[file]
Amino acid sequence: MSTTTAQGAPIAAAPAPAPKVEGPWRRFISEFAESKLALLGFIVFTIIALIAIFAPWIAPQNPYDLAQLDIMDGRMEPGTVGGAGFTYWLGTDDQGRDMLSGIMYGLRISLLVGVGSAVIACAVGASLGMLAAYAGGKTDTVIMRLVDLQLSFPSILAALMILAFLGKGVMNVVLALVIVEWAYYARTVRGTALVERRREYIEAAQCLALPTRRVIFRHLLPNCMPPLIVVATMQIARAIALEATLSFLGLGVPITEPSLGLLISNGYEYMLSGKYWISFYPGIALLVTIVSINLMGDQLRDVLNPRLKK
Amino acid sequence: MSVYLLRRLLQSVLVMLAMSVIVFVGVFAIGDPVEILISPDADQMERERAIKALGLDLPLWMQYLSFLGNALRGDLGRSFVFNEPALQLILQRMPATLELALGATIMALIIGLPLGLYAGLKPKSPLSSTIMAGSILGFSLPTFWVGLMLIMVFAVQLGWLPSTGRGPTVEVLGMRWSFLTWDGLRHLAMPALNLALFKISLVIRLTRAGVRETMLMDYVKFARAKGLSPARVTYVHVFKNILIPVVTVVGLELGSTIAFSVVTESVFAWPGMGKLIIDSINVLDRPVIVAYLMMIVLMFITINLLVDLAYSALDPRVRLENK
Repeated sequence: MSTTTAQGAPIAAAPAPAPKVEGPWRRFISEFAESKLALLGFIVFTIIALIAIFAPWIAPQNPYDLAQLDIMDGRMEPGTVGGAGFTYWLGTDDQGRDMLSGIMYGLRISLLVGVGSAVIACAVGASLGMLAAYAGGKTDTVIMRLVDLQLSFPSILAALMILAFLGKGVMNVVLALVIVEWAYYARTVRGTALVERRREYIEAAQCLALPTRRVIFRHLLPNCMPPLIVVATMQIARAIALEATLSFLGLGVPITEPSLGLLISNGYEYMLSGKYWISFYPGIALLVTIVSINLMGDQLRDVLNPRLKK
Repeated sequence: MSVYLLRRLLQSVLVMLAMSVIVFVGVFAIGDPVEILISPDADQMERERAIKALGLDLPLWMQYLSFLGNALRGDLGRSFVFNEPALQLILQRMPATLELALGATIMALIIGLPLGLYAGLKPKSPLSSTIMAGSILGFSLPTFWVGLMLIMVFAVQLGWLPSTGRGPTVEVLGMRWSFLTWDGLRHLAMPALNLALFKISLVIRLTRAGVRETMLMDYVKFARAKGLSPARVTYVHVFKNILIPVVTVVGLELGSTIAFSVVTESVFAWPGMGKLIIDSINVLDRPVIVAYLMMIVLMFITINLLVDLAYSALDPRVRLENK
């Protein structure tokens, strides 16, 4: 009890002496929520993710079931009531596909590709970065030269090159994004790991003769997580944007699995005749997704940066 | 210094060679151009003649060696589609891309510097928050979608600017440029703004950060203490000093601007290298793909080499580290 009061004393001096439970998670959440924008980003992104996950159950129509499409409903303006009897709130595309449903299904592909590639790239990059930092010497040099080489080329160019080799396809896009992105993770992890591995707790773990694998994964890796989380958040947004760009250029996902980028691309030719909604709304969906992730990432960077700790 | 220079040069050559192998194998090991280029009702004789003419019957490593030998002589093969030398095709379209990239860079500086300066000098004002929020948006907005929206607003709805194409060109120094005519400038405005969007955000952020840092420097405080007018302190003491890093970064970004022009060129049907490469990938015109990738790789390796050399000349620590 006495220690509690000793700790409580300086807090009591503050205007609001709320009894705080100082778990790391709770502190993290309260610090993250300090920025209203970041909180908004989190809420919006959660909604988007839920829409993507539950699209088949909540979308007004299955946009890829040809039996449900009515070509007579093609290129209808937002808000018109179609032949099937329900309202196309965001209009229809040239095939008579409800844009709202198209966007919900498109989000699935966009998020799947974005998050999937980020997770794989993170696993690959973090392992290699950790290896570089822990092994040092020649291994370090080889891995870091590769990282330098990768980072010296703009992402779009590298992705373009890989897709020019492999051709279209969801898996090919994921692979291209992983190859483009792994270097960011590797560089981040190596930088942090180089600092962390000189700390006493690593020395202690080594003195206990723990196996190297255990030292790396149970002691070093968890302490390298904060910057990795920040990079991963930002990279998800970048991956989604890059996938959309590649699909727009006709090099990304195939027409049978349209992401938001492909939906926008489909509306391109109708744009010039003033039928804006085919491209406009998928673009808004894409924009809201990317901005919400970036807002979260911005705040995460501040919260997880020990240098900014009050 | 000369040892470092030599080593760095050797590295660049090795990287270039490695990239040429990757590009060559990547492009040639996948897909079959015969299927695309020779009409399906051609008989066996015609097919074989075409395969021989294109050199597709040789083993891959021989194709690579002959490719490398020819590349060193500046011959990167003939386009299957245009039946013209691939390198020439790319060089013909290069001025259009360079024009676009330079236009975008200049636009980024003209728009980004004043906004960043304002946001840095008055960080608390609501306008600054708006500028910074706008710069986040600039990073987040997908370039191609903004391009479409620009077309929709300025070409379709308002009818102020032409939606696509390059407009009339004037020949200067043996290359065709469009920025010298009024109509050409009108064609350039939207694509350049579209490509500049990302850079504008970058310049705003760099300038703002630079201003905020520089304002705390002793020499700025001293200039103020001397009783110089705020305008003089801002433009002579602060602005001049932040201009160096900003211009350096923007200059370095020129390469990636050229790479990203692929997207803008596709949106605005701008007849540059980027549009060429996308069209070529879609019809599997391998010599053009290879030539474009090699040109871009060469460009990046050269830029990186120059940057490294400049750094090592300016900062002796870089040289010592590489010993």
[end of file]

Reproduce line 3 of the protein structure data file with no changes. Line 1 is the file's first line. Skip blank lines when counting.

Repeated sequence: MSTTTAQGAPIAAAPAPAPKVEGPWRRFISEFAESKLALLGFIVFTIIALIAIFAPWIAPQNPYDLAQLDIMDGRMEPGTVGGAGFTYWLGTDDQGRDMLSGIMYGLRISLLVGVGSAVIACAVGASLGMLAAYAGGKTDTVIMRLVDLQLSFPSILAALMILAFLGKGVMNVVLALVIVEWAYYARTVRGTALVERRREYIEAAQCLALPTRRVIFRHLLPNCMPPLIVVATMQIARAIALEATLSFLGLGVPITEPSLGLLISNGYEYMLSGKYWISFYPGIALLVTIVSINLMGDQLRDVLNPRLKK